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6 July 2020 (closed)
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The visit of King Salman bin Abdulaziz Al Saud of Saudi Arabia to Indonesia between 1-9 March 2017 is expected to result in a boost of foreign direct investment (FDI) from the Middle Eastern nation into Indonesia. During his state visit to Indonesia, the Saudi king is expected to sign a USD $6 billion investment agreement related to a refinery complex in Cilacap (Central Java) that is owned by the Saudi Arabian Oil Company (Aramco), widely regarded as one of the world's most valuable companies, and Indonesia's state-owned energy company Pertamina.
Besides the Aramco deal, other agreements for investment projects that are to be signed during king Salman's visit to Indonesia total roughly USD $1 billion in value. Indonesian President Joko Widodo, who will welcome king Salman at the airport when arriving, earlier said he expects investment from Saudi Arabia in Indonesia to eventually total USD $25 billion.
Considering the big drop in crude oil prices, while a number of countries in the Middle Eastern region are experiencing major troubles (Syria, Yemen, Iraq and Egypt) and therefore cannot be reliable partners, Saudi Arabia is in search of new economic partners. Indonesia, which has the world's largest Muslim community, is regarded a new and lucrative partner.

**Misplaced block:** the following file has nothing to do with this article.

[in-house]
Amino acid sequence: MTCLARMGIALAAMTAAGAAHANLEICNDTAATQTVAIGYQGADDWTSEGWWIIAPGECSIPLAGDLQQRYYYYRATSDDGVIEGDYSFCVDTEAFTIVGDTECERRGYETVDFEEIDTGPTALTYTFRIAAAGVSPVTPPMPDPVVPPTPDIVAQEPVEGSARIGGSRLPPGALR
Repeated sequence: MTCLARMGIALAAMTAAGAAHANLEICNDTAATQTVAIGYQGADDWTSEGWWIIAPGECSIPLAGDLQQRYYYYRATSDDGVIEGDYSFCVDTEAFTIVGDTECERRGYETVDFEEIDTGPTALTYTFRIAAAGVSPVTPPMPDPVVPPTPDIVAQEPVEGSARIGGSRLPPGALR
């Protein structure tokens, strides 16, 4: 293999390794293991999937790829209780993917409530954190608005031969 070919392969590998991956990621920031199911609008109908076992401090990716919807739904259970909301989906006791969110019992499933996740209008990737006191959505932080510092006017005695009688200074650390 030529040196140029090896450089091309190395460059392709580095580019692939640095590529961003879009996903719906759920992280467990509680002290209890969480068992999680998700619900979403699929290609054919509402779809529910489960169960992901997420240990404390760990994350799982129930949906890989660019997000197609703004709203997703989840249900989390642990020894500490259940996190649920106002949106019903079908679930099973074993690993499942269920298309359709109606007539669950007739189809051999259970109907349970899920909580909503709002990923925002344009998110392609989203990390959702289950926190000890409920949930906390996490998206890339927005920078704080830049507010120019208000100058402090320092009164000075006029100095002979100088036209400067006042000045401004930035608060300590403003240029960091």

Based on data from Indonesia's Investment Coordinating Board (BKPM) Saudi Arabia only invested USD $900,000 in Indonesia in 2016, hence being ranked 57th in terms of biggest foreign investors in Southeast Asia's largest economy (implying it even ranks below South Africa and Mali).
King Salman will first visit Indonesia's capital city of Jakarta (and meet President Widodo) as well as Bogor between 1-3 March, before departing to Bali where he - and his entourage (consisting of about 1,500 men) - will stay between 4-9 March. It is the first time since 1970 that a Saudi king visits Indonesia. Police said it will deploy some 10,000 officers to secure the visit of King Salman.
In September 2015 Widodo had visited Saudi Arabia to strengthen bilateral cooperation. Saudi Arabia is Indonesia's largest trading partner in the Middle East.
It is estimated that more than one million Indonesians work in Saudi Arabia, while another million Indonesians arrive in Saudi Arabia, each year, for a pilgrimage.